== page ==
Since most modern distributions use Logical Volume Management by default, and I had some free space available on the volume group, I was able to assign additional disk space to the appropriate logical volume and then expand filesystem of the host on the fly. This means that I did not have to reformat the entire hard drive and reinstall the operating system or even reboot. I simply assigned some of the available space to the appropriate logical volume and resized the filesystem—all while the filesystem was on-line and the running program, The virtual machine was still using the host filesystem. After resizing the logical volume and the filesystem I resumed running the virtual machine and the installation continued as if no problems had occurred.

Although this type of problem may never have happened to you, running out of disk space while a critical program is running has happened to many people. And while many programs, especially Windows programs, are not as well written and resilient as VirtualBox, Linux Logical Volume Management made it possible to recover without losing any data and without having to restart the time-consuming installation.

LVM Structure

The structure of a Logical Volume Manager disk environment is illustrated by Figure 1, below. Logical Volume Management enables the combining of multiple individual hard drives and/or disk partitions into a single volume group (VG). That volume group can then be subdivided into logical volumes (LV) or used as a single large volume. Regular file systems, such as EXT3 or EXT4, can then be created on a logical volume.

In Figure 1, two complete physical hard drives and one partition from a third hard drive have been combined into a single volume group. Two logical volumes have been created from the space in the volume group, and a filesystem, such as an EXT3 or EXT4 filesystem has been created on each of the two logical volumes.

lvm.png

Figure 1: LVM allows combining partitions and entire hard drives into Volume Groups.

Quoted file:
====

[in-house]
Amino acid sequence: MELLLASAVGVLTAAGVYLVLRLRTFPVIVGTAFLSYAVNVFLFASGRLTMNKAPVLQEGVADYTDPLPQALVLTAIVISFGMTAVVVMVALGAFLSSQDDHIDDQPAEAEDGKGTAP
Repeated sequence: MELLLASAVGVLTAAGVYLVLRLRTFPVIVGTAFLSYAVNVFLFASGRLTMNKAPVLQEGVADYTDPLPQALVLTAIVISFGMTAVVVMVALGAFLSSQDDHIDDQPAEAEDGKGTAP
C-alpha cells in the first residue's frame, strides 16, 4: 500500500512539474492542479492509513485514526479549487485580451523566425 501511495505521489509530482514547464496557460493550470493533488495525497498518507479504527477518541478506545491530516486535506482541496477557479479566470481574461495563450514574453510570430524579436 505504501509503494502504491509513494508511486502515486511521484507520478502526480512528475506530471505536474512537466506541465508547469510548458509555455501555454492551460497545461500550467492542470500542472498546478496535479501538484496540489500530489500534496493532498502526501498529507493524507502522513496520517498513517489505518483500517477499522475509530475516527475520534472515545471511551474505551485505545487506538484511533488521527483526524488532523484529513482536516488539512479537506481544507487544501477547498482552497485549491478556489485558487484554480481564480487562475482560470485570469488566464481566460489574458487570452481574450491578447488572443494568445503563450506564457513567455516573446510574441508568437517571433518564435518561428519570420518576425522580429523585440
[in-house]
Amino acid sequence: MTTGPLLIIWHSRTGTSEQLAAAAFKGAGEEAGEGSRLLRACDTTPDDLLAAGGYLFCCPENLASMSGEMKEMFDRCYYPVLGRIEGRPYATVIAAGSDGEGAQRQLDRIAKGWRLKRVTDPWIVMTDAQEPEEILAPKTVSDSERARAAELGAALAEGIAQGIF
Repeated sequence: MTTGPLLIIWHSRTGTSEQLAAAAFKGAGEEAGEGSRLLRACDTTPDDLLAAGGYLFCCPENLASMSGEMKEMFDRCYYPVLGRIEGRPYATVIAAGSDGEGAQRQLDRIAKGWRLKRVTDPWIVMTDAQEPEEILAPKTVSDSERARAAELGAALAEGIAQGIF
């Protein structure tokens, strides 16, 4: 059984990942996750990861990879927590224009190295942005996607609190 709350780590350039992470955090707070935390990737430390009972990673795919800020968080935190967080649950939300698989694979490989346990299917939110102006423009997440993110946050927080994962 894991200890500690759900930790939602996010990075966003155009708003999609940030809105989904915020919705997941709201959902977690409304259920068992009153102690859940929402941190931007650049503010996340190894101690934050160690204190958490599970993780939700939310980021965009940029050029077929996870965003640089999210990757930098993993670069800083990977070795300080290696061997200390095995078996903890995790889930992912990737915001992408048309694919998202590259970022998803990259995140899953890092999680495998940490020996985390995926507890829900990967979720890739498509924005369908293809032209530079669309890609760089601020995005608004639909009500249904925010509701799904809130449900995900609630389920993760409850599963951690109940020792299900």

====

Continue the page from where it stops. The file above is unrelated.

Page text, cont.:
Adding disk space to a host is fairly straightforward but, in my experience, is done relatively infrequently. The basic steps needed are listed below. You can either create an entirely new volume group or you can add the new space to an existing volume group and either expand an existing logical volume or create a new one.

Adding a new logical volume

There are times when it is necessary to add a new logical volume to a host. For example, after noticing that the directory containing virtual disks for my VirtualBox virtual machines was filling up the /home filesystem, I decided to create a new logical volume in which to store the virtual machine data, including the virtual disks. This would free up a great deal of space in my /home filesystem and also allow me to manage the disk space for the VMs independently.

The basic steps for adding a new logical volume are as follows.

  1. If necessary, install a new hard drive.
  2. Optional: Create a partition on the hard drive.
  3. Create a physical volume (PV) of the complete hard drive or a partition on the hard drive.
  4. Assign the new physical volume to an existing volume group (VG) or create a new volume group.
  5. Create a new logical volumes (LV) from the space in the volume group.
  6. Create a filesystem on the new logical volume.
  7. Add appropriate entries to /etc/fstab for mounting the filesystem.
  8. Mount the filesystem.

Now for the details. The following sequence is taken from an example I used as a lab project when teaching about Linux filesystems.